Guidelines for Epilepsy in Children

Epilepsy is a kind of central nervous system (neurological) disorder in which brain activity becomes abnormal, causing serious situations including seizures, or even loss of awareness. Epilepsy can affect both males and females of all races, ethnic backgrounds and ages.

According to the study, there are about 180,000 people getting epilepsy every year, and about 30% happen in children. Children with epilepsy are usually on medication for seizures. But if medications are noneffective, surgery is needed to remove the part in brain that causes epilepsy seizures.

Guideline for medications.

  • Felbamate (Felbatol)
  • Gabapentin (Neurontin)
  • Lamotrigine (Lamictal)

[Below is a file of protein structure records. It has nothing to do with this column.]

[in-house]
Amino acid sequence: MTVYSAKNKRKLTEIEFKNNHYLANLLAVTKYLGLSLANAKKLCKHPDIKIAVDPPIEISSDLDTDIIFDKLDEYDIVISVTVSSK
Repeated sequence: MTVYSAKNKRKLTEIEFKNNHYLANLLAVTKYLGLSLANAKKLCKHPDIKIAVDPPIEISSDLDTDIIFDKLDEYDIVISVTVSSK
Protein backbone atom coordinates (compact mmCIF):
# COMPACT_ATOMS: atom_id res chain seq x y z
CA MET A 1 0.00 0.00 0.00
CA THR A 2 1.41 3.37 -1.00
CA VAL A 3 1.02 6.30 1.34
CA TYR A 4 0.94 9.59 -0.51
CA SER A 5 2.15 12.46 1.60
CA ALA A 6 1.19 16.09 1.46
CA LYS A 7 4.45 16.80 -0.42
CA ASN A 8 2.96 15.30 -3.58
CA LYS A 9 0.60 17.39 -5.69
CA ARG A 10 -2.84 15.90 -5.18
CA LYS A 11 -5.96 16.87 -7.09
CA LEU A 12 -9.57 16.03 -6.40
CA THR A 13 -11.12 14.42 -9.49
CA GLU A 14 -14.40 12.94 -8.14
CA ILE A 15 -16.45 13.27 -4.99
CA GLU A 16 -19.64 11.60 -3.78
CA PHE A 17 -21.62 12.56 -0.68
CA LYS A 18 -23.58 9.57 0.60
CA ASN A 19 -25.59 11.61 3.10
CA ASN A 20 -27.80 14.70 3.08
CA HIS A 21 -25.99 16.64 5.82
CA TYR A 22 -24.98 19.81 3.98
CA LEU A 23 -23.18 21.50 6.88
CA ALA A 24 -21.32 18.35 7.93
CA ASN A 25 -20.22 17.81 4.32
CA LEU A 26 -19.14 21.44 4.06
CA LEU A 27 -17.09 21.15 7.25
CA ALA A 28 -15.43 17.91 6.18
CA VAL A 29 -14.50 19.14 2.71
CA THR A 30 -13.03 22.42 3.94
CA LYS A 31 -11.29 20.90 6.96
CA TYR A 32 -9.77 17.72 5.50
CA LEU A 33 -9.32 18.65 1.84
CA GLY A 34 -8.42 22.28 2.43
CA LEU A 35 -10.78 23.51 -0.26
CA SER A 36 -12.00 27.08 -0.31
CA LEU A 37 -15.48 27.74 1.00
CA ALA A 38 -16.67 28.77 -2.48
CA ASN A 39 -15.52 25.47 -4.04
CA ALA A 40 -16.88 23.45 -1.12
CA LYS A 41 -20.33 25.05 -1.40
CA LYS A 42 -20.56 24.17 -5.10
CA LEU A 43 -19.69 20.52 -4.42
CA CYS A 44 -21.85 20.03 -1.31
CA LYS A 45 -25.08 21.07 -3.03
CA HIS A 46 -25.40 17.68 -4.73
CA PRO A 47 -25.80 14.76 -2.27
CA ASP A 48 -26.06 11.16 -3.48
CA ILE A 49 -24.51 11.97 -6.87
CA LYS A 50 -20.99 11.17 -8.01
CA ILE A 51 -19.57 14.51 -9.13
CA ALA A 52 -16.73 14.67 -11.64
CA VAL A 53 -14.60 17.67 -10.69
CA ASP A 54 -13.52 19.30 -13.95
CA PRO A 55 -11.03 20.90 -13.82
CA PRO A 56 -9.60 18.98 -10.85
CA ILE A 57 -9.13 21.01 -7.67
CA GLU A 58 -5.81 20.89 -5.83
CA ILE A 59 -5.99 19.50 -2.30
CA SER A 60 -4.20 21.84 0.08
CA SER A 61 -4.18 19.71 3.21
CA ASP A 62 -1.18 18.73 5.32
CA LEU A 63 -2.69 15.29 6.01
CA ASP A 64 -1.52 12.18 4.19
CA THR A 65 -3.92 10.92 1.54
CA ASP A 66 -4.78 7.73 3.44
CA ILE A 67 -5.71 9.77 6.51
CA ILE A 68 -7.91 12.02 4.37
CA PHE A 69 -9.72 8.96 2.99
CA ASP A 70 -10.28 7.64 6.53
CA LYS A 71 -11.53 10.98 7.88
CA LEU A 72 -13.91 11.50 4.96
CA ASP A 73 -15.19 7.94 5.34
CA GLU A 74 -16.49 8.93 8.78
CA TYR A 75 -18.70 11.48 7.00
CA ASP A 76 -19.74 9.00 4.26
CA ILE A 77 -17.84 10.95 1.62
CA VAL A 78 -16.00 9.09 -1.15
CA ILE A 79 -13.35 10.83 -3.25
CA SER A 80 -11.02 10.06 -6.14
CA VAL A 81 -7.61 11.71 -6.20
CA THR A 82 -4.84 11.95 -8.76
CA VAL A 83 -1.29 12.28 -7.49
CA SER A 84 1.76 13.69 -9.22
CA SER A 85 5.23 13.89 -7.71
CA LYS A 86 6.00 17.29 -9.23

• Levetiracetam (Keppra)
  • Oxcarbazepine (Oxteller XR or Trileptal)
  • Tiagabine hydrochloride (Gabitril)
  • Topiramate (Topamax)
  • Zonisamide (Zonegran)

Guideline for surgery.

  • Corpus callosotomy: to cut the link between the two hemispheres of the brain.
  • Multiple subpial transection: to cut the specific parts causing the seizures on the surface of the brain.
  • Hemispherectomy: to cut about half of the entire brain.

Guideline for new treatment.

Vagal Nerve Stimulation (VNS): to implant a small device in the chest to regularly emit pulses of electricity to the nerve.

Keywords: epilepsy children; childhood epilepsy treatment; children epilepsy medication; children epilepsy surgery

* The Content is not intended to be a substitute for professional medical advice, diagnosis, or treatment. Always seek the advice of your physician or other qualified health provider with any questions you may have regarding a medical condition.